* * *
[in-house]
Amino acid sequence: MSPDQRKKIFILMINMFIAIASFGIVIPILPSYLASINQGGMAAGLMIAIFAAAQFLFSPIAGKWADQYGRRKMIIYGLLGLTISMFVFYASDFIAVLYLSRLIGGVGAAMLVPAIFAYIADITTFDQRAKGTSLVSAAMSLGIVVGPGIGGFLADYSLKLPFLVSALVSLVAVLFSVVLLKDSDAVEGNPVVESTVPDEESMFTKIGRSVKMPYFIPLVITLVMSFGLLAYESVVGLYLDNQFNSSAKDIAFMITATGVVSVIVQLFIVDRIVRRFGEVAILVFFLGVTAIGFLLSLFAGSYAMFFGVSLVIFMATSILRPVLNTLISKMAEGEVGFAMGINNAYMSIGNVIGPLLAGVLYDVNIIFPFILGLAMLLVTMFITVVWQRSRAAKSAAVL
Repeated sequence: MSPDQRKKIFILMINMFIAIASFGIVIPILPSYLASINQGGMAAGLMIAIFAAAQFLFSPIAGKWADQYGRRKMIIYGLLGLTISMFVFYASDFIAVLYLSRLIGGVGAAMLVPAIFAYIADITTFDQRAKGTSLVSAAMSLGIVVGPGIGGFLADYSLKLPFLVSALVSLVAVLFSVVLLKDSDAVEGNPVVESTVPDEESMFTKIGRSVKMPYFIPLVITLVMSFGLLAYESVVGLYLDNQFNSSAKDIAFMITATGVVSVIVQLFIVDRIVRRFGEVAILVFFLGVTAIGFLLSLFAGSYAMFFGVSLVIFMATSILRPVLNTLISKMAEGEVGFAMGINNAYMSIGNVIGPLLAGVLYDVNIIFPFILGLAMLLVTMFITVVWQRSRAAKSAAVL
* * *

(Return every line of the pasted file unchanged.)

[in-house]
Amino acid sequence: MSPDQRKKIFILMINMFIAIASFGIVIPILPSYLASINQGGMAAGLMIAIFAAAQFLFSPIAGKWADQYGRRKMIIYGLLGLTISMFVFYASDFIAVLYLSRLIGGVGAAMLVPAIFAYIADITTFDQRAKGTSLVSAAMSLGIVVGPGIGGFLADYSLKLPFLVSALVSLVAVLFSVVLLKDSDAVEGNPVVESTVPDEESMFTKIGRSVKMPYFIPLVITLVMSFGLLAYESVVGLYLDNQFNSSAKDIAFMITATGVVSVIVQLFIVDRIVRRFGEVAILVFFLGVTAIGFLLSLFAGSYAMFFGVSLVIFMATSILRPVLNTLISKMAEGEVGFAMGINNAYMSIGNVIGPLLAGVLYDVNIIFPFILGLAMLLVTMFITVVWQRSRAAKSAAVL
Repeated sequence: MSPDQRKKIFILMINMFIAIASFGIVIPILPSYLASINQGGMAAGLMIAIFAAAQFLFSPIAGKWADQYGRRKMIIYGLLGLTISMFVFYASDFIAVLYLSRLIGGVGAAMLVPAIFAYIADITTFDQRAKGTSLVSAAMSLGIVVGPGIGGFLADYSLKLPFLVSALVSLVAVLFSVVLLKDSDAVEGNPVVESTVPDEESMFTKIGRSVKMPYFIPLVITLVMSFGLLAYESVVGLYLDNQFNSSAKDIAFMITATGVVSVIVQLFIVDRIVRRFGEVAILVFFLGVTAIGFLLSLFAGSYAMFFGVSLVIFMATSILRPVLNTLISKMAEGEVGFAMGINNAYMSIGNVIGPLLAGVLYDVNIIFPFILGLAMLLVTMFITVVWQRSRAAKSAAVL